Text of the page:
In an interview with Scribe Video Center’s Precious Places Community History Project, Bright Hope Baptist Church pastor and former congressman William H. Gray III said:
The church under the leadership of my father who was then the minister, Dr. William H. Gray Jr., got involved with the urban renewal project and joined forces with a man named Mr. Denny of the Lincoln [National] Bank … who had a radical idea. And the radical idea was that instead of building tenements, instead of building tall public housing, what he wanted to do was to build middle-income housing for homeownership. Everybody said you got to be crazy. This is one of the worst slum areas, inner-city, ghetto areas. African Americans don’t have money to buy houses.
Homebuyers included lawyer and civil rights activist Charles W. Bowser who is pictured raising the Yorktown flag. City Council proclaimed October 9, 2018 Charles W. Bowser Day “in recognition of his lifelong dedication to public service and his significant contributions to the African American community in Philadelphia.”
Grammy Award-winning singer Billy Paul lived on Kings Place.
Gospel pioneer and Rock and Roll Hall of Fame inductee Sister Rosetta Tharpe lived on Master Street.
Edmund N. Bacon, then-executive director of the City Planning Commission, planned Yorktown. Landscape elements that Bacon introduced in Society Hill are featured in Yorktown. In a progress report to Mayor James H.J. Tate, Bacon wrote:
Denny has finally put landscaping and play equipment in three of the central squares. These are really remarkable and exciting. I have the feeling that this is a unique project and that nothing of its kind has ever been built. I think it is an achievement worthy of some attention.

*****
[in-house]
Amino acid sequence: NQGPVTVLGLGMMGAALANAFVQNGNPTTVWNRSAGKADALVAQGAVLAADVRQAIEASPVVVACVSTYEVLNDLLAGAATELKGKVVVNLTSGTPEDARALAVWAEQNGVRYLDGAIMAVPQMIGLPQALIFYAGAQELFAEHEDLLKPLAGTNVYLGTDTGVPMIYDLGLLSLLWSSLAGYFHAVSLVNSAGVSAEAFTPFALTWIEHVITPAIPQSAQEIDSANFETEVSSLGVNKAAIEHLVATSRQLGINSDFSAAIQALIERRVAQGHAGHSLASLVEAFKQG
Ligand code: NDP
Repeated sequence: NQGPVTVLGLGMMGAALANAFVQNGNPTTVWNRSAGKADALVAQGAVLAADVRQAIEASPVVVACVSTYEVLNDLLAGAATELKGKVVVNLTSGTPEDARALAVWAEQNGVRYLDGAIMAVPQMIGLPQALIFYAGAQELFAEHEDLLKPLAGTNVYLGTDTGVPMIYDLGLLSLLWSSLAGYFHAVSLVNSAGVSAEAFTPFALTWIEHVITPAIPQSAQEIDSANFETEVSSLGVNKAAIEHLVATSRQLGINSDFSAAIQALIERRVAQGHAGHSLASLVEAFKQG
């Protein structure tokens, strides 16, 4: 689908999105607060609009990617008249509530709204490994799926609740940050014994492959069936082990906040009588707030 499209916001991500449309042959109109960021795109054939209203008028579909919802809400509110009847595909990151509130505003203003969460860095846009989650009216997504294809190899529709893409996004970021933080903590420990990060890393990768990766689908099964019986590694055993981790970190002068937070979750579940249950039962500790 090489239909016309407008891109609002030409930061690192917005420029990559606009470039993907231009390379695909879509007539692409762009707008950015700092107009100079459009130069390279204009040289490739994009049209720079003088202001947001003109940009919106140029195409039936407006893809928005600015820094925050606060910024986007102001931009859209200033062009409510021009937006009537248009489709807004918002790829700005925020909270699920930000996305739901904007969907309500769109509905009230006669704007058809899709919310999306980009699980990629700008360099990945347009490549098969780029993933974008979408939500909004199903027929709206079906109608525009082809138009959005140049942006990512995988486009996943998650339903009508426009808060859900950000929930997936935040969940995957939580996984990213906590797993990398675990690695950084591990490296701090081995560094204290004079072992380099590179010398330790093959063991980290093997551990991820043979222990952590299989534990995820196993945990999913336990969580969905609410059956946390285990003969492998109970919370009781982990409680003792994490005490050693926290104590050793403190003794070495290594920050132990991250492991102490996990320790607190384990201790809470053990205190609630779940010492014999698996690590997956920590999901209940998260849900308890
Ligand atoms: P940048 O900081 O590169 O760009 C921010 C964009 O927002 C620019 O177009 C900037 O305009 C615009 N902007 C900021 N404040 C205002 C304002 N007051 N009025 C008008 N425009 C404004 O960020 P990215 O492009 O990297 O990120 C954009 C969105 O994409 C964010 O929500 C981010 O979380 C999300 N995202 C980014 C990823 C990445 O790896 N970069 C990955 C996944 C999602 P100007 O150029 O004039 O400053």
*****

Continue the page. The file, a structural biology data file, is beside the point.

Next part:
The project is indeed worthy of attention. The Yorktown Historic District was added to the National Register of Historic Places in 2012. It is one of urbanist Bacon’s crowning achievements.
For two decades, Yorktown has attracted unwanted attention. The neighborhood is located immediately south of Temple University. In 2004, the Yorktown Community Organization, founded by Charles Bowser, sued 30 homeowners for illegal conversion of single-family homes into boarding/rooming houses for students. City Council subsequently amended the zoning code to create the North Central Philadelphia Overlay District to, i.a., “preserve and protect the area from the conversion of houses into multi-family buildings that have the potential to destabilize the area; and foster the preservation and development of this section of the City in accordance with its special character.”
Fast forward to today, proposed development projects have the potential to destabilize Yorktown with out-of-scale apartment buildings marketed to students and other transients. The neighborhood is low-rise, low-density by design.
In June, City Council passed legislation to amend the zoning code and create the Girard Avenue Overlay District which would establish height controls. Joe Grace, spokesperson for Council President Darrell Clarke, told PlanPhilly, “The Council President wants to control density along the corridor to protect historic neighborhoods like Yorktown and West Poplar that are adjacent to Girard Avenue. Too much density along the corridors impacts quality of life for the adjacent neighborhoods that are full of single-family homes and long-term residents.”
Black homeowners are fighting to preserve the setting and feeling of the Yorktown Historic District. To paraphrase Revolutionary War Commander John Paul Jones, they have just begun to fight.